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OCR for page 42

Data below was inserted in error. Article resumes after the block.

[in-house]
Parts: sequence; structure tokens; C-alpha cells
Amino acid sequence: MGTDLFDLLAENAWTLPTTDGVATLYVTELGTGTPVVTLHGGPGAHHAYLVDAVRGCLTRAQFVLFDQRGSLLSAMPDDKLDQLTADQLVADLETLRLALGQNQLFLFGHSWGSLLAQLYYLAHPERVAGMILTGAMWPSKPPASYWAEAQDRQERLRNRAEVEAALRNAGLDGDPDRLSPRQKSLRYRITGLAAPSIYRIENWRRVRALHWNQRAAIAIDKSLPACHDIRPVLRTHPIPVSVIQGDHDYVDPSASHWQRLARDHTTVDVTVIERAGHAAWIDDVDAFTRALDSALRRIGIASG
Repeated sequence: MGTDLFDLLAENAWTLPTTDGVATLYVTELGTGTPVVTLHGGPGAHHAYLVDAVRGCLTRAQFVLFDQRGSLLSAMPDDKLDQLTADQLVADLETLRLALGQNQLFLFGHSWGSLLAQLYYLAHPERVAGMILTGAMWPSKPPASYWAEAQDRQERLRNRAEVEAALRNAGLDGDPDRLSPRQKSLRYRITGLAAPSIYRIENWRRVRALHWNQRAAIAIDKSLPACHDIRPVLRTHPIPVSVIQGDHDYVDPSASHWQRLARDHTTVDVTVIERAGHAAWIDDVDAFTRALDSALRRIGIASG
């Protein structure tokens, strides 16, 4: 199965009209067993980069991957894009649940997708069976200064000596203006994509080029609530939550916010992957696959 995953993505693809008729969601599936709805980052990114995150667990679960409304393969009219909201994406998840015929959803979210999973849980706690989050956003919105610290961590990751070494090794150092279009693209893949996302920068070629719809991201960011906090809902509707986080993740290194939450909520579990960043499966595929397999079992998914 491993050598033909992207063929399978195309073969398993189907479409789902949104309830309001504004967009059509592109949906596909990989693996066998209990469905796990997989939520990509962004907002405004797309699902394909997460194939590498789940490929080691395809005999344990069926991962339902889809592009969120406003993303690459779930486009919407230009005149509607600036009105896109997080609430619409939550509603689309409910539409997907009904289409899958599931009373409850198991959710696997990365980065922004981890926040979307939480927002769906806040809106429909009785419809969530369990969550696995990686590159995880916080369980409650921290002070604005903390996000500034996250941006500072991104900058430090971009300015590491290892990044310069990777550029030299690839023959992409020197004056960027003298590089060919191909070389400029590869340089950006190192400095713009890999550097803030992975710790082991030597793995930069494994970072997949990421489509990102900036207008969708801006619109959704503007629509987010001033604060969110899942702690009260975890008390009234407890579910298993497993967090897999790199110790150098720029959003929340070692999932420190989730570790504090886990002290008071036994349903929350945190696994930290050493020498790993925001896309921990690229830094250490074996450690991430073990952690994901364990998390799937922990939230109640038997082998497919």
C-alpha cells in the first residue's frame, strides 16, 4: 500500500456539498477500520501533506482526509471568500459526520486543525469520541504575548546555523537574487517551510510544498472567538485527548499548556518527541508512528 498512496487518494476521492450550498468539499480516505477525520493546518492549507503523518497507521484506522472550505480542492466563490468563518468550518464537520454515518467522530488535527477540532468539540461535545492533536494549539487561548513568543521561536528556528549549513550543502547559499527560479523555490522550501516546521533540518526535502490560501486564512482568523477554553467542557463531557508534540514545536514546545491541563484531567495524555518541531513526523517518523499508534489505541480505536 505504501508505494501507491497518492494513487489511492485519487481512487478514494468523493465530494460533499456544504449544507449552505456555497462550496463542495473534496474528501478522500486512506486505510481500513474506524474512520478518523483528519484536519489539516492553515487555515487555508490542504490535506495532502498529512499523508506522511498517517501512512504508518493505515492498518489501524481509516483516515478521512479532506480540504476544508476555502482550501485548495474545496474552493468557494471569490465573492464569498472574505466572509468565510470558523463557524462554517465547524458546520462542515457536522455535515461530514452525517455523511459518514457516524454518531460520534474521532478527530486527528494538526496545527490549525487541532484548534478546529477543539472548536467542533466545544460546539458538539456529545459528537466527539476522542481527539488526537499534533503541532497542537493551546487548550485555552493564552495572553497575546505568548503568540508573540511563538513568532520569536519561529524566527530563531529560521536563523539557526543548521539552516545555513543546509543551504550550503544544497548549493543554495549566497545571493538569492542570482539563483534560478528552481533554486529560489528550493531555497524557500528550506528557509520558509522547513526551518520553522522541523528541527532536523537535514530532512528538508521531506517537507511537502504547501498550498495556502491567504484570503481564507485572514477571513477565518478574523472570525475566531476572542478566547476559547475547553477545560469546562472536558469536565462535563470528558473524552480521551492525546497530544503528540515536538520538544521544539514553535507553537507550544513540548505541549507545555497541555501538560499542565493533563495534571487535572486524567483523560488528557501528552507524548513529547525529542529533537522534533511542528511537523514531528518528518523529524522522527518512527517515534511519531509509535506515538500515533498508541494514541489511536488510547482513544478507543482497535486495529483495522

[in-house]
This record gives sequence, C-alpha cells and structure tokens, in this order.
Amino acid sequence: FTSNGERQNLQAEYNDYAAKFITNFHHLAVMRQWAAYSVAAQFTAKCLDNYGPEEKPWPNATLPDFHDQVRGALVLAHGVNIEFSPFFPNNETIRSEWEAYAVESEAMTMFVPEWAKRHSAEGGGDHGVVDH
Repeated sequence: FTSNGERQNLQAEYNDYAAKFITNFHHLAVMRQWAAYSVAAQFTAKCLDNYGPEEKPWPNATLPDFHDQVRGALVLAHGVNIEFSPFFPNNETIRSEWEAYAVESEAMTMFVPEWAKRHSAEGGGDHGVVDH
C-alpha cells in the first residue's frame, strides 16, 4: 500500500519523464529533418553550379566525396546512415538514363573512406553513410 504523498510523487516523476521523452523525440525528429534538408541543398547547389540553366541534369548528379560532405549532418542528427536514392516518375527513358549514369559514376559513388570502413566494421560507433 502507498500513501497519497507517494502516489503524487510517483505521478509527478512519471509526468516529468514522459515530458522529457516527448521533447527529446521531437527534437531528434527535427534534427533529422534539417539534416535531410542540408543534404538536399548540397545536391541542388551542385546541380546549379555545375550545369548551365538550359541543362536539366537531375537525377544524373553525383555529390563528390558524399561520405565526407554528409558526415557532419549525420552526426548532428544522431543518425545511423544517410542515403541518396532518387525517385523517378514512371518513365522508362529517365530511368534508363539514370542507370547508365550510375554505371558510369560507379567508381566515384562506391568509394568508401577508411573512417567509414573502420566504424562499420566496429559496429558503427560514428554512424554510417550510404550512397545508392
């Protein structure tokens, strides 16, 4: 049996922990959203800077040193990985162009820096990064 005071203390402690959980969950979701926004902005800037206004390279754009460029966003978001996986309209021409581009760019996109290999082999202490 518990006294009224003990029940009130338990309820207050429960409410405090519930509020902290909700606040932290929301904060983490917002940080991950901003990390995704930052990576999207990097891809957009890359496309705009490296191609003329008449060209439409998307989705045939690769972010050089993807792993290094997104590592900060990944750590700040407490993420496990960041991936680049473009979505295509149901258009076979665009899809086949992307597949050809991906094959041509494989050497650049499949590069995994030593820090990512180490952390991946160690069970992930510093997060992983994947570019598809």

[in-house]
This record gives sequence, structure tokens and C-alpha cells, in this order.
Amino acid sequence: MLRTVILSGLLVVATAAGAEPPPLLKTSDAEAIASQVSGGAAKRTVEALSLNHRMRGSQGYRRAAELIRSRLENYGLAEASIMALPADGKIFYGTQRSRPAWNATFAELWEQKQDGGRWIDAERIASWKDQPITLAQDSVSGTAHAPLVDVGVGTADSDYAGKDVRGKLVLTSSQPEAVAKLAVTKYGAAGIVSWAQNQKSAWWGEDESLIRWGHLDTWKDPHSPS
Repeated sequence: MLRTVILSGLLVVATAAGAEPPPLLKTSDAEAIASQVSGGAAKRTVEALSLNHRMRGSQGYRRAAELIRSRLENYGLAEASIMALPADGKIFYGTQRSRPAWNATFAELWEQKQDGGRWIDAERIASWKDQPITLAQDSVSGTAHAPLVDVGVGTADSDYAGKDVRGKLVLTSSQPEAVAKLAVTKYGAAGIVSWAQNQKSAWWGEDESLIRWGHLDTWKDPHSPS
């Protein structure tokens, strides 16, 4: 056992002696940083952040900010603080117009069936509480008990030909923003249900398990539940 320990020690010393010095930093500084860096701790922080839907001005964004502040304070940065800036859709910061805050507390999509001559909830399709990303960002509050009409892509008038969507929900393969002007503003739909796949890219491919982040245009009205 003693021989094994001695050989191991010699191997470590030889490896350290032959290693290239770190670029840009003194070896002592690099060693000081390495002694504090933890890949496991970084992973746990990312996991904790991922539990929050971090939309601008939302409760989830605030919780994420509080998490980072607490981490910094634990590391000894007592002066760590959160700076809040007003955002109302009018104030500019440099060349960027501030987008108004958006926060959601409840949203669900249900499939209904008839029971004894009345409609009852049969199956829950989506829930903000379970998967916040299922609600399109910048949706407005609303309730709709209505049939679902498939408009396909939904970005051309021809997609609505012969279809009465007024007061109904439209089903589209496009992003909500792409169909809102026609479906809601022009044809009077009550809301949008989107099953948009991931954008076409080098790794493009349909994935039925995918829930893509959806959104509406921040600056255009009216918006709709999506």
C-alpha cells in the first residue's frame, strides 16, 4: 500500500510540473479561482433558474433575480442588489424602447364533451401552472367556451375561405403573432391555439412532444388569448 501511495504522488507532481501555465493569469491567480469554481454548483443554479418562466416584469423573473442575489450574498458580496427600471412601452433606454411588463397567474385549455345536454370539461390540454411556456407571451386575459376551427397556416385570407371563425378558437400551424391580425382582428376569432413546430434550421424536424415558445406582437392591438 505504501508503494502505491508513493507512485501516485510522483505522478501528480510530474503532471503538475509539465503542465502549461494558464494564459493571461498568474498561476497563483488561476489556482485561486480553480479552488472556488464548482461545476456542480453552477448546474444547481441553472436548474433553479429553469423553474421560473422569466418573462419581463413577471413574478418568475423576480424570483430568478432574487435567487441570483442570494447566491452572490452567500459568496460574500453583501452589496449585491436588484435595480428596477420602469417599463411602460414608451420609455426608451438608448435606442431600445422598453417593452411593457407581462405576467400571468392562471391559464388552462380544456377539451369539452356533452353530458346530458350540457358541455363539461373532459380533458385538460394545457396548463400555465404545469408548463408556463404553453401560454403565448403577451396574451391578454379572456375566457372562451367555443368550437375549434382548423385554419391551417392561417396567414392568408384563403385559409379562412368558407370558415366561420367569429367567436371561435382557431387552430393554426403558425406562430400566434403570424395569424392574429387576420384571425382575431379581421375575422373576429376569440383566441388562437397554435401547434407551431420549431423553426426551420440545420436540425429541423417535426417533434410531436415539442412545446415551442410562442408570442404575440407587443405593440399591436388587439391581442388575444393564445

42 Table 24. Level 3 thermal coefficients. medium and low levels of severity (details of the various options for input and output are given in Appendix O). Climate Zone Thermal Coeff. Absorption Emissivity Albedo Wet-Freeze 0.0000248 0.7468 0.6628 0.3027 Wet-No Freeze 2.287E-05 0.7381 0.6571 0.1988 Computation-to-Field Dry-Freeze 0.00002298 0.7357 0.6071 0.2429 Dry-No Freeze 2.468E-05 0.7000 0.5750 0.2000 Calibration Coefficients At the end of the computations, there are five calculated numbers of days for a crack to reach a designated point used in the earlier research for each of the four climatic zones within an overlay (Position I) where the bending stresses (4). In addition, the absorption, emissivity, and albedo coef- become compressive and no longer cause crack growth (Posi- ficients for the same climatic zones may be input at Level 1 tion II, the surface of the overlay). These five numbers of days and Level 3. Table 24 gives the mean values for these coeffi- are illustrated in Figure 41. cients. Absorption, emissivity, and albedo coefficients vary These five numbers of days can be combined in several throughout the United States and with the seasons (detailed ways to model the value of , the scale parameter of the values are given in Appendix B). amount, and severity of the observed reflection cracking distress. One way of modeling the -value is to assume that the principal cause of reflection cracking is bending stress Supervisory Program to Compute and another way is to assume that shearing stress is the prin- Crack Growth cipal cause of reflection cracking. In both cases, it becomes The supervisory program for the separate analysis of the necessary to find how many days of each of the other types growing reflection cracks by each of the three mechanisms of cracking are the equivalent of the number of days of the (bending, shearing, and thermal stress) takes into account all principal cause of the distress. This concept is illustrated in of the identified details and produces five numbers of days to Figure 42 which shows all three -values (i.e., LMH, MH, and H). The linear regression form of the model for the LMH- reach a defining point in the growth of a reflection crack up value assuming that bending stress is the principal cause of through an overlay. One defining point is Position 1, at which the reflection cracking up to Position I and shearing is the point bending produces no additional crack growth. The principal cracking mechanism from Position I up to the sur- other defining point is the surface of the overlay. The five face of the overlay, is presented in Equations 40 through 42. numbers of days are the number of days to reach Position 1 The thermal calibration model for the low+medium+high by bending, shearing, and thermal stress and the number of distress curve is given by Equation 40. days for the crack to grow from Position 1 to the surface of the overlay because of shearing and thermal stress. N f B1 N f B1 LMH = N f B1 0 - 1 - 2 The supervisory program handles each of the crack growth N f T1 N f S1 processes separately and combines them after the calculations N f T 2 for each of the three separate mechanisms have been completed. + N f T2 3 - 4 (40) N fS2 Figures 37, 38, and 39 illustrate the calculation processes for thermal stress, bending, and shearing, respectively. In all cases, Calibration Coefficcients: 0 , 1 , 2 , 3 , 4 , LMH the initial crack length was taken to be the depth of the old pave- The thermal calibration models for the Medium + High ment surface layer. In all crack growth calculations, the initial and High distress curves are given by Equations 41 and 42, crack size, co, is assumed to be the thickness of the overlaid pave- respectively. ment surface layer. This value enters into the calculation of the SIF at the tip of the crack each day. N f B1 N f B1 MH = N f B1 5 - 6 - 7 N f T1 N f S1 User Interface Program for Input N fT2 + N f T2 8 - 9 (41) and Output Data N fS2 Calibration Coeffici ients: 5 , 6 , 7 , 8 , 9 , MH The input and output user interface for this program has been designed to have the same appearance as the user interface N f B1 N f B1 for the MEPDG software. An example of an input screen show- H = N f B1 10 - 11 - 12 ing the input of a pavement layered structure is given in Figure N f T1 N f S1 40. The user output is a graphic plot of the three severity level N f T 2 + N f T 2 13 - 14 (42) distress curves for reflection cracking, if the original field data N fS2 had a sufficient amount of observed data to include high, Calibration Coef fficients: 10 , 11 , 12 , 13 , 14 , H